All night, the streets were louder—filled with shouting and laughter as people headed back from their nightly stroll on Le Malecon, the seawall that borders downtown.
The city never slept, save for a few hours before dawn, when all went still— the Amrit Vela, when the veil is thinnest between the worlds.
I sat up in bed and meditated in the quiet, until the sun rose in the east, and a new day began.
I was not in a place I understood.
Yet I was still a soul, as are we all.
P.S. Are you seeking a Reading or Clarity Coaching for the New Year?
It's tricky to just sit with the new year.
Around now, you might be feeling a bit blah or uncertain now that the holidays are over—a bit confused about what's next, or where you should put your attention, or what to focus on.
When we feel like this, we tend to want to slap on some New Year's resolutions.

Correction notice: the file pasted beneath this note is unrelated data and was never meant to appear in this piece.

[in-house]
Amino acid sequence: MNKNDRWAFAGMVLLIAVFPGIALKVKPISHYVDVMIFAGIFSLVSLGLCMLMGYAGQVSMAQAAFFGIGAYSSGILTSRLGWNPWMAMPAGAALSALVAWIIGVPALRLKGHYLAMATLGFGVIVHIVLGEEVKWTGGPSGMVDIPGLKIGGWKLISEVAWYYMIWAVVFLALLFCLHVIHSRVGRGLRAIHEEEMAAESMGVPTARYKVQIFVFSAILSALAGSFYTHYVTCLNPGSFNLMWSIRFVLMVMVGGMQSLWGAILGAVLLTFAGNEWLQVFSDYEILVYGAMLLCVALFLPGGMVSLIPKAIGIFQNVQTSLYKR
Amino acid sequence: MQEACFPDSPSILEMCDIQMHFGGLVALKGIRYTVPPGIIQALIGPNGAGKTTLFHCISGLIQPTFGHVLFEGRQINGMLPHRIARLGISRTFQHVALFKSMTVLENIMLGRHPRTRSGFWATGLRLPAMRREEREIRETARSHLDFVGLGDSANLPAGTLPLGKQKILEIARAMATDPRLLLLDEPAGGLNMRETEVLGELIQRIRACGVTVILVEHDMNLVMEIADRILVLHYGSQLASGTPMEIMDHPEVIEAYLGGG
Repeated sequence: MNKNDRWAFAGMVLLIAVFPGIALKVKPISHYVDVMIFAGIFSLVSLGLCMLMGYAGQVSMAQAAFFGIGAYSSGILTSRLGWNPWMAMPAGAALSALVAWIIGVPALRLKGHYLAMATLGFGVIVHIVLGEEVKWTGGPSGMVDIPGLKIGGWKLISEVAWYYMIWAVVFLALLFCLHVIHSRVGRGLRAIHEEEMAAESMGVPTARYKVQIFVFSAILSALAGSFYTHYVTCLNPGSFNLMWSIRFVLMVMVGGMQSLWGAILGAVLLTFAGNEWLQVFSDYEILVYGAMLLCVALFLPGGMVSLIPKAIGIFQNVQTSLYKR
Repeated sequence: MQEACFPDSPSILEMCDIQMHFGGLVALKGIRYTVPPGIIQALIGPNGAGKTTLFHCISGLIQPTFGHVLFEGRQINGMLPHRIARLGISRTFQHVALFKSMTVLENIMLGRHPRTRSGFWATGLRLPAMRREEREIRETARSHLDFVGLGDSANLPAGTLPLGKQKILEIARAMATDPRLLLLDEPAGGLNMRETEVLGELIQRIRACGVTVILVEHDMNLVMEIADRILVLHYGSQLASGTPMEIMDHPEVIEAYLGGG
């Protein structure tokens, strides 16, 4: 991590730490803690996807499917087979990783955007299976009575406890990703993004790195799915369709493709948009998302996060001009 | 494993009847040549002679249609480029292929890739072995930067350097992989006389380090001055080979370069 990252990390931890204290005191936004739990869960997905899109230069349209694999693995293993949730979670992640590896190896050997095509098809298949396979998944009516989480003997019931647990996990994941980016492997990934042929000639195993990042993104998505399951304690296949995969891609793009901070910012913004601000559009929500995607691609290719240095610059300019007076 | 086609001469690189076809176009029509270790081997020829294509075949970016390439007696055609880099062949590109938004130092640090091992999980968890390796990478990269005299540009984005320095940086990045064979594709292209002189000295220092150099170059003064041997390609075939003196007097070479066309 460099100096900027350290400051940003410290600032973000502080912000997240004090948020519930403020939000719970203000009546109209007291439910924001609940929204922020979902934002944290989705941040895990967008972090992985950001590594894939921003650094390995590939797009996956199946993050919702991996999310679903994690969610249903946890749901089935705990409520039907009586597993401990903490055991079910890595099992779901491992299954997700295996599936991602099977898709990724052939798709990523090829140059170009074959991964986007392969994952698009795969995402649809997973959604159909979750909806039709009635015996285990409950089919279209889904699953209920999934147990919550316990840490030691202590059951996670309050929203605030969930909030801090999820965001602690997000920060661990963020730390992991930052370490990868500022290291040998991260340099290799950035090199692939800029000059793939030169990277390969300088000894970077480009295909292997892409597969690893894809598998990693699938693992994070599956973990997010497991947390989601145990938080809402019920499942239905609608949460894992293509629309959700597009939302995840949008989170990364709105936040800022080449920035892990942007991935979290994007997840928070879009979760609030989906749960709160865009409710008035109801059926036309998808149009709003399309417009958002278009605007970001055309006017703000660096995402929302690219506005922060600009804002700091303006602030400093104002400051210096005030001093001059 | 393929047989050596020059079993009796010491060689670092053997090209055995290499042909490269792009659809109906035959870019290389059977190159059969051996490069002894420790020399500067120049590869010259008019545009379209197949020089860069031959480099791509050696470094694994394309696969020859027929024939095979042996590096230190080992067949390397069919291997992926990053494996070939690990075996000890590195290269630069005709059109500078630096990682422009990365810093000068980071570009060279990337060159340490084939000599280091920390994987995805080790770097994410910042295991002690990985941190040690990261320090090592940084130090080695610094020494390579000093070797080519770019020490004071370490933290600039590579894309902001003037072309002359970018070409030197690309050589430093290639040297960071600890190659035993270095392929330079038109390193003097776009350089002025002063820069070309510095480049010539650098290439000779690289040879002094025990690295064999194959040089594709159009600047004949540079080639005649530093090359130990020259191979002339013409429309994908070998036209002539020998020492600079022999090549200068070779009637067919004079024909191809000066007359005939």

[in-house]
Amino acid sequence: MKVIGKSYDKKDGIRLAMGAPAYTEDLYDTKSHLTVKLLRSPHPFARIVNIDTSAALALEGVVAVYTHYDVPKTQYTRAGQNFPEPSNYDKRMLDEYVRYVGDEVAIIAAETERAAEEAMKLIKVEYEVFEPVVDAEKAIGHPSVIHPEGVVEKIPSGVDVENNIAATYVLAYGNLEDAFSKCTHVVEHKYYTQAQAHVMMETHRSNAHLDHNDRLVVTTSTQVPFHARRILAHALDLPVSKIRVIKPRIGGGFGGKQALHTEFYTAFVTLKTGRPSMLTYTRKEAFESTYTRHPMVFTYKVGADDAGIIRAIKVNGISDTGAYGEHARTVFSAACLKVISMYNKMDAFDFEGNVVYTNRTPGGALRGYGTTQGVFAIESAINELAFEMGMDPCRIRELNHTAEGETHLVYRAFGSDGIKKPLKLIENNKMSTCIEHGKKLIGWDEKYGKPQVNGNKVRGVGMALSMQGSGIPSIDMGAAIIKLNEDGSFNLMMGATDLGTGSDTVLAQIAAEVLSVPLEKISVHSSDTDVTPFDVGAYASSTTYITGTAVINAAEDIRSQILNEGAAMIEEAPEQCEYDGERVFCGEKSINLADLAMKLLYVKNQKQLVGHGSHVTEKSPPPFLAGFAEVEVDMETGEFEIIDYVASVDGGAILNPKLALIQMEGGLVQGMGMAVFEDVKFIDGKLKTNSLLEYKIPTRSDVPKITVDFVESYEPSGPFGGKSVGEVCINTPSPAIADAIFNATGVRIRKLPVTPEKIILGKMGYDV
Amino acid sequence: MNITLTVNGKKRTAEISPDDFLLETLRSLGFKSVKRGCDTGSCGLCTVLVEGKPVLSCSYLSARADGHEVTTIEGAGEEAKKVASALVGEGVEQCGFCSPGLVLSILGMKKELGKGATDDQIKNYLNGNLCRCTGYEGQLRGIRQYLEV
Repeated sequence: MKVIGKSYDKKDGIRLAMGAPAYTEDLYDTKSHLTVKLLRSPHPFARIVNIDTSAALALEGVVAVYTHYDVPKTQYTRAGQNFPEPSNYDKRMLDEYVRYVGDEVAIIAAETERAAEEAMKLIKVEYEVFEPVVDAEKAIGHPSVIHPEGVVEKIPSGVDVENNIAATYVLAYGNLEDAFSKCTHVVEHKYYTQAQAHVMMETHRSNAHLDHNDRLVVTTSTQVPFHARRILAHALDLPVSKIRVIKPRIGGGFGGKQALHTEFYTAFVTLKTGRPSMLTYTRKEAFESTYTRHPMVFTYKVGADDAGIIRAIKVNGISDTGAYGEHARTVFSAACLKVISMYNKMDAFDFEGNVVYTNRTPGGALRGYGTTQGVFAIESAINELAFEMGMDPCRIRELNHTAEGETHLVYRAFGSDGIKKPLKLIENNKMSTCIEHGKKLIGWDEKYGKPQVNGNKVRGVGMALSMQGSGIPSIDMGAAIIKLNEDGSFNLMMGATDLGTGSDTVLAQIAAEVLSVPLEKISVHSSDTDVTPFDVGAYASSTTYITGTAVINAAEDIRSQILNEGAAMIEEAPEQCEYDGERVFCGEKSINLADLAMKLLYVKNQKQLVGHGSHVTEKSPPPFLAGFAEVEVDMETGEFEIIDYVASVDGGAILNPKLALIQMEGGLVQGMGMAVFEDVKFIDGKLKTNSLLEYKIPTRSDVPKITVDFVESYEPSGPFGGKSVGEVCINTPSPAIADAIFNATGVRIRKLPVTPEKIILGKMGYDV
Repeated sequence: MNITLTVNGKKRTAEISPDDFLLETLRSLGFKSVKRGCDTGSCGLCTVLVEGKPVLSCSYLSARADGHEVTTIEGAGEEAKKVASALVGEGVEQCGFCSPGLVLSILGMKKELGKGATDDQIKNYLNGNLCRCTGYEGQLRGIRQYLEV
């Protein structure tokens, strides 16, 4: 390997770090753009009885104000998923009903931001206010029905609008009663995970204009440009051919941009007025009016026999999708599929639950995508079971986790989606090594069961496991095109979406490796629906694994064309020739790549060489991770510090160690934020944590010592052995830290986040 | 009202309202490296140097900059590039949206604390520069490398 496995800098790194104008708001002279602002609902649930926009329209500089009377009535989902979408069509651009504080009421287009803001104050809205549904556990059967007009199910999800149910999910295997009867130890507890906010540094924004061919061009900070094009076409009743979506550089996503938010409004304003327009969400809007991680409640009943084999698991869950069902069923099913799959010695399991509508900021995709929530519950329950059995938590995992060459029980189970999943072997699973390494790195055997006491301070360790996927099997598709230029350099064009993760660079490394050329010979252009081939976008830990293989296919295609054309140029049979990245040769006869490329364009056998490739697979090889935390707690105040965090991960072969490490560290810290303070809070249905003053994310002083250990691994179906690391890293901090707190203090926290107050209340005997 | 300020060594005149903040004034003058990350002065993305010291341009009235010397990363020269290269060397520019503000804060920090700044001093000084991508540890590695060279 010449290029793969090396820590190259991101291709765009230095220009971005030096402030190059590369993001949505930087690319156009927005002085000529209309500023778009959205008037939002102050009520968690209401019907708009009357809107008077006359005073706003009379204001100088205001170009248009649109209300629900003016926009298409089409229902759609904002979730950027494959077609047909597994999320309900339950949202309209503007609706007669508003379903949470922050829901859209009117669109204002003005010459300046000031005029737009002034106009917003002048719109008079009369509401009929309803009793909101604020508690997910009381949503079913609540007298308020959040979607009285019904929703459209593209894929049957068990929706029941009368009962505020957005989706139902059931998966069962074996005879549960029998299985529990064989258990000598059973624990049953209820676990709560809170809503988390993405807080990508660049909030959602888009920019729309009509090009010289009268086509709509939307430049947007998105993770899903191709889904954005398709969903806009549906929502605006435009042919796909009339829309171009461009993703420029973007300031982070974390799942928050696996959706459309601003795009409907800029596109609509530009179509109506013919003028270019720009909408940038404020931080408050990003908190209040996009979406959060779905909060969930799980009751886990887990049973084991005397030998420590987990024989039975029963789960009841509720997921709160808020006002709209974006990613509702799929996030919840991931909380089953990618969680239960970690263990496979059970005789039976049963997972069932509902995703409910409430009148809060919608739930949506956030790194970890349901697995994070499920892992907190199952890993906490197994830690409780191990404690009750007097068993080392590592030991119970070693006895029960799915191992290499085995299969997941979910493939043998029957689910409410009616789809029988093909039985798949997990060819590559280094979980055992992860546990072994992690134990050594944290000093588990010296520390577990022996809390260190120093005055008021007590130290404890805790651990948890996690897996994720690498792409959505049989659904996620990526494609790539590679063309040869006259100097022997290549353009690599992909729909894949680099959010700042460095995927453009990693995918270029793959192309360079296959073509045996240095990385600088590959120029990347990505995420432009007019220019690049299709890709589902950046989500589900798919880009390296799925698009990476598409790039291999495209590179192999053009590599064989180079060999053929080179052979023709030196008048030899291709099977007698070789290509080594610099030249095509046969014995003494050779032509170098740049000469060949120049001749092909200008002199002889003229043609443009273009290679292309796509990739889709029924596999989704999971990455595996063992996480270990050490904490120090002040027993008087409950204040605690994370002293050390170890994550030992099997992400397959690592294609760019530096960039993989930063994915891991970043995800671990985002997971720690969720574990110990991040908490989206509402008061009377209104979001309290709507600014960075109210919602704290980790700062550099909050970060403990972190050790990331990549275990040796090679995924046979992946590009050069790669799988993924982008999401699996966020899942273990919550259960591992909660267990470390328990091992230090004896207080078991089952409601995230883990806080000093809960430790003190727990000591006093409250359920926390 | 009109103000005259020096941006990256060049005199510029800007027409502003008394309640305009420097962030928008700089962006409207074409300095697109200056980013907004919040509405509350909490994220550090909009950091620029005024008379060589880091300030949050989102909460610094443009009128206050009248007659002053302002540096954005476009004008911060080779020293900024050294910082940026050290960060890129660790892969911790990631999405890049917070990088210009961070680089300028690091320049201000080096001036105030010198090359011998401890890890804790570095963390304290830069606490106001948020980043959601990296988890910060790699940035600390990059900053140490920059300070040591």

We get all revved up, and vow to lose this weight.
We get all goal-oriented, and vow stop this habit.
But this approach has always felt unreal to me.
We're still souls, no matter what the scale says.
We're still souls, no matter what our habits are.
It's really about integrating our whole selves, rather than shaming parts of us.
What I like to do around this time of year—instead of resoultions—is to take another pass through The 33 Lessons.
All beautifully recorded so you can listen on any device, and then ponder or contemplate or muse in meditation or by writing in your journal.
I've done this virtual retreat every January for years now, and I find it's a great way to get myself back on track and regroup my spiritual self. No resolutions required.
P.S. Sign up here for The 33 Lessons virtual retreat, just $10.